Radiotherapy. Low-dose external-beam radiation, proton beam irradiation,14,36 and gamma knife radiosurgery14,16,35-37 can induce tumor regression and resolution of subretinal fluid. Most reports in the literature have involved cases treated with lens-sparing external-beam radiotherapy or proton beam radiotherapy.6 In these cases, approximately 75% of patients had regression of the hemangioma and resolution of the exudative retinal detachment.6
The largest study, by Schilling and associates, reported results on 15 eyes treated by lens-sparing radiation (20 Gy, 10 fractions) with a mean follow-up of 5.3 years.16 Complete resolution of exudative retinal detachment occurred in all cases, as well as tumor regression in five cases and improved vision in seven eyes.
Zografos and associates reported similar results in six diffuse hemangiomas in patients with Sturge-Weber syndrome, with the total proton dose ranging from 16.4 to 18.2 Gy applied in four daily fractions. The authors achieved local tumor control and resolution of secondary retinal detachment in all cases.14
Photodynamic therapy. Studies of PDT for the treatment of DCH have reported good short-term results.12,38-40 When compared to various forms of radiotherapy, photodynamic therapy has the advantage of avoiding radiation, ease of delivery, and minimal side effects. Long-term observations on a larger number of treated patients are necessary to evaluate fully the efficacy of PDT.
Other methods. Single-case studies of DCH have reported responses to oral propranolol or single intravitreal injections of anti-VEGF drugs.41-43 Long-term results on larger number of patients are necessary before we can recommend these treatments.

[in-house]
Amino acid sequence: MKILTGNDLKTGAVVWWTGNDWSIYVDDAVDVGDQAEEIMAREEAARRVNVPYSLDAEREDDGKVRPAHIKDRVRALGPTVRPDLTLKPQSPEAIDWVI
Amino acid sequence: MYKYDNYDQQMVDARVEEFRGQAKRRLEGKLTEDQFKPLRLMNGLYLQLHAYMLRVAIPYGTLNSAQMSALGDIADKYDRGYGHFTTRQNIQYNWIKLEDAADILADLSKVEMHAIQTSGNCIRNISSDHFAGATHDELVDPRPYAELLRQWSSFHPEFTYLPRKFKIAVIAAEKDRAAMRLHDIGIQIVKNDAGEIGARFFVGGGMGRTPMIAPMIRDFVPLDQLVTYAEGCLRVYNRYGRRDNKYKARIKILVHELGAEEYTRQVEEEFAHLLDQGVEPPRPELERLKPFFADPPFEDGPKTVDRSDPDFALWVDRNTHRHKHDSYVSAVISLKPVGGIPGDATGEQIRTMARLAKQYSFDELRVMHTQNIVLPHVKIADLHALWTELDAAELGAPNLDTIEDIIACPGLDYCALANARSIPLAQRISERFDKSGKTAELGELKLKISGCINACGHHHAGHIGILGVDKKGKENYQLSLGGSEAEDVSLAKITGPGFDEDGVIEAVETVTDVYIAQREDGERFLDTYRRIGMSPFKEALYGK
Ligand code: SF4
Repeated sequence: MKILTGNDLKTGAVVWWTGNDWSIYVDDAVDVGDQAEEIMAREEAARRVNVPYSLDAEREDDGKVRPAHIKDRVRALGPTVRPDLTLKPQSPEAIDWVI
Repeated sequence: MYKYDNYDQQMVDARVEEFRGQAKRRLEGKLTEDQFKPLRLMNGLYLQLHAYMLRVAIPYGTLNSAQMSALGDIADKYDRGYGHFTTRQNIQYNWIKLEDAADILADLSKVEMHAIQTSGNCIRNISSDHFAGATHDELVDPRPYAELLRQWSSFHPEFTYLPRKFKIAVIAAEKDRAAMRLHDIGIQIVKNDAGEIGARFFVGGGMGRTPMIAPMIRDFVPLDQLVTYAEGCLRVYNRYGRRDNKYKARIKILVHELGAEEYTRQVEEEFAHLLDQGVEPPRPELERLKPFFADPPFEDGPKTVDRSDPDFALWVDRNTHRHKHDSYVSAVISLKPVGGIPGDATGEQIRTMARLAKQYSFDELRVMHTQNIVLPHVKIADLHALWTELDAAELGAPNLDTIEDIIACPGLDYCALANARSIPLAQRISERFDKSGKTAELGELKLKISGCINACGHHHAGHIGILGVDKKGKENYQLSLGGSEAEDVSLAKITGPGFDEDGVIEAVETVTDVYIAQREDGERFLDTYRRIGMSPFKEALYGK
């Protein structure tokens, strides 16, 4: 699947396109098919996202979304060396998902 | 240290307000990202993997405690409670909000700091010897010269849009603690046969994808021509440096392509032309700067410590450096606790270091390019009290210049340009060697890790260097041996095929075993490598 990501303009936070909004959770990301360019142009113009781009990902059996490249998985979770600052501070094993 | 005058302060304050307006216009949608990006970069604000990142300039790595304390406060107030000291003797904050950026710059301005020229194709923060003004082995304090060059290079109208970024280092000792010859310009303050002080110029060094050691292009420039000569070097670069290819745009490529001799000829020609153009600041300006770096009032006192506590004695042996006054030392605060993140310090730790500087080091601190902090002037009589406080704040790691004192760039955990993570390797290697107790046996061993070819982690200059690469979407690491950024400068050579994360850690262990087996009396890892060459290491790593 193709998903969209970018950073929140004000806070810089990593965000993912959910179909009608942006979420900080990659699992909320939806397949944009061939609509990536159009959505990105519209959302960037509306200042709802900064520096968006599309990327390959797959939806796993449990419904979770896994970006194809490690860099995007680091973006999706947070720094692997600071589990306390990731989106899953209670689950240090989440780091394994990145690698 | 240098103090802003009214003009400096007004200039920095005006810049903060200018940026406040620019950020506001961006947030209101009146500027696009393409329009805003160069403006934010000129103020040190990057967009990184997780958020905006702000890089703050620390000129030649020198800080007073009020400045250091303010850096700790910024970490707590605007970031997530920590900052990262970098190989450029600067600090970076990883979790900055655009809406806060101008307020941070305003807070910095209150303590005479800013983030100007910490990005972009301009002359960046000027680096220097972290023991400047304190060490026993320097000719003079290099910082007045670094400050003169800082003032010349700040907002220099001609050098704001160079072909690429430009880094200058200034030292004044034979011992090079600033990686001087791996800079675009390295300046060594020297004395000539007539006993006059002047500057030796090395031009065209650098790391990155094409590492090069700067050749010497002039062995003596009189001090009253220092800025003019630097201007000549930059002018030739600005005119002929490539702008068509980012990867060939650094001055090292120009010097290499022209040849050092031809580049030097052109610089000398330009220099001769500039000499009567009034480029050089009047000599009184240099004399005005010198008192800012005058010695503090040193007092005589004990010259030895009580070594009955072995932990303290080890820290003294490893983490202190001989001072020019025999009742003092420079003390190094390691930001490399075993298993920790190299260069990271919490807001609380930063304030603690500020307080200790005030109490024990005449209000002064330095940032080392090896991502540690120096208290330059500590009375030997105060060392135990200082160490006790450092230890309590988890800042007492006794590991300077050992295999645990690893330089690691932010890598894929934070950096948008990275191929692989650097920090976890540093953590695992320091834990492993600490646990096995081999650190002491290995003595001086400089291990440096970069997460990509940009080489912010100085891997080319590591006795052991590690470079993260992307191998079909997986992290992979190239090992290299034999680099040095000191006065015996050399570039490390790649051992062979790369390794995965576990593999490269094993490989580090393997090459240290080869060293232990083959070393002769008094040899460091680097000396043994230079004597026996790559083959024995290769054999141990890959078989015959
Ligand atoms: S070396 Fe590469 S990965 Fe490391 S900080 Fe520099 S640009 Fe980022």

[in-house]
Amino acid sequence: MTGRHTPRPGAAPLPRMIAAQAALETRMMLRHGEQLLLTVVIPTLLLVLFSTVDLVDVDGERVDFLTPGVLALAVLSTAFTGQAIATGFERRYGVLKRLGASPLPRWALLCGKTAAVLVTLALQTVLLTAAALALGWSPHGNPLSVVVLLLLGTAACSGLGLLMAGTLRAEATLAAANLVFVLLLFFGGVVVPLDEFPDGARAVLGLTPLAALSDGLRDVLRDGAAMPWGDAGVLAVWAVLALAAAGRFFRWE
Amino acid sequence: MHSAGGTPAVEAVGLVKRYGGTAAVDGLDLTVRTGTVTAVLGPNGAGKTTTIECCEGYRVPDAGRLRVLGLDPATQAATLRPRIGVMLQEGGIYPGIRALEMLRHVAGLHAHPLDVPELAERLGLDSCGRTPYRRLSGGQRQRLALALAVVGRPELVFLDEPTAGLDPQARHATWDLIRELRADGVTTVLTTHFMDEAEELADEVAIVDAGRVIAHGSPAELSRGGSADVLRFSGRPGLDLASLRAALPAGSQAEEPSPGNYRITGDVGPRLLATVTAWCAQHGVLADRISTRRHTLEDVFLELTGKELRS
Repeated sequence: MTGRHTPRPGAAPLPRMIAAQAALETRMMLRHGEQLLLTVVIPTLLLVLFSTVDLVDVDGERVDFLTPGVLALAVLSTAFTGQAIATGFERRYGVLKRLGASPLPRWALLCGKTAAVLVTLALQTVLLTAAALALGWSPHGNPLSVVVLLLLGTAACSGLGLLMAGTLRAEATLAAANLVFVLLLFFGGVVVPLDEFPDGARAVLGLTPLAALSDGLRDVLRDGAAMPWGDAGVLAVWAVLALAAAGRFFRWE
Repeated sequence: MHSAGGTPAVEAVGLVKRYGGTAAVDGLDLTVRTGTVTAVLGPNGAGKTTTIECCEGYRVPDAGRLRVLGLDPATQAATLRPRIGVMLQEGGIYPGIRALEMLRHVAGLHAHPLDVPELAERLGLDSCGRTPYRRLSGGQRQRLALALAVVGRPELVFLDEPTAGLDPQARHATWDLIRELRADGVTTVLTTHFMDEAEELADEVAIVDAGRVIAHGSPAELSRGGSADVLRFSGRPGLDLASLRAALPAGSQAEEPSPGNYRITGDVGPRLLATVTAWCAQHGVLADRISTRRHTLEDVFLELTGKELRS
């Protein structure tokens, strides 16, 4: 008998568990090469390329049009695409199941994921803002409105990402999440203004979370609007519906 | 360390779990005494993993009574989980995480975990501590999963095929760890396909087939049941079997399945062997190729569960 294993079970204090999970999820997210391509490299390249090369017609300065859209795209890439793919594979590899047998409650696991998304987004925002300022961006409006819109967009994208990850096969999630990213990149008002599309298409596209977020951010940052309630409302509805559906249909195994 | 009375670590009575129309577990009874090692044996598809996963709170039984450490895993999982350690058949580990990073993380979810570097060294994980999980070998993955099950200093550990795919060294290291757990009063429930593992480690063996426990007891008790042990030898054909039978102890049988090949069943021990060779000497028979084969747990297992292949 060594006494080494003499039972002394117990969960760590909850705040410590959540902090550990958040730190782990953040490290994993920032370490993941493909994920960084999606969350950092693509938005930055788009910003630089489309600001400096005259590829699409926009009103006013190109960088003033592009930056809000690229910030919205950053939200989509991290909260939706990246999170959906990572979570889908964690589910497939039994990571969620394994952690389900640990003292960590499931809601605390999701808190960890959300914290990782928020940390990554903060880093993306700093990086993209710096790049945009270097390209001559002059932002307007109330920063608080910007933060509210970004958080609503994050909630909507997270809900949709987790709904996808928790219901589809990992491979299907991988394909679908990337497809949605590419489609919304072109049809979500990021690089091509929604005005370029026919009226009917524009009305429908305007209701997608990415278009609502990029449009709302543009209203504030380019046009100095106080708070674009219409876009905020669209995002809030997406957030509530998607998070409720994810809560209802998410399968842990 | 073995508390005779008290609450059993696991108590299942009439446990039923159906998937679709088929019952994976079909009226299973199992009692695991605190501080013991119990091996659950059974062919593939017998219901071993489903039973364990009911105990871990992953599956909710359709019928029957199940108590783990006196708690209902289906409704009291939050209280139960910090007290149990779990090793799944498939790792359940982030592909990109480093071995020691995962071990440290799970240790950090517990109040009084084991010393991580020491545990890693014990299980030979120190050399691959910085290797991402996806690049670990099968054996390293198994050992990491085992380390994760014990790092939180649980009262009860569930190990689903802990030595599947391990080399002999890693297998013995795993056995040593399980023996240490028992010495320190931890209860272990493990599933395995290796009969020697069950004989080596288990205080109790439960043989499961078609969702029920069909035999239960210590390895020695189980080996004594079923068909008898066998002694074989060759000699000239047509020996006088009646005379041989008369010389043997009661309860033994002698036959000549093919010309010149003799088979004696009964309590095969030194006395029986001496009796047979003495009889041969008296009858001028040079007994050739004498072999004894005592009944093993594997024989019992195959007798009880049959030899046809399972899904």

Prognosis. Sturge-Weber syndrome, with its neural involvement, leads to seizures that can be intractable; it has been associated with developmental delay and behavioral problems. Ocular manifestations, including congenital glaucoma, generally require multiple surgical procedures.
A DCH usually involves variable degrees of visual loss due to exudative retinal detachment or secondary glaucoma. Because of the extensive choroidal involvement that is present at birth, the visual prognosis is poor.6,35
Choroidal hemangiomas, whether circumscribed or diffuse, can pose a diagnostic challenge to the retinal physician. Nevertheless, a range of treatment options are now available that were not available a decade ago. RP
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Retinal Physician, Volume: 10 , Issue: October 2013, page(s): 32 - 37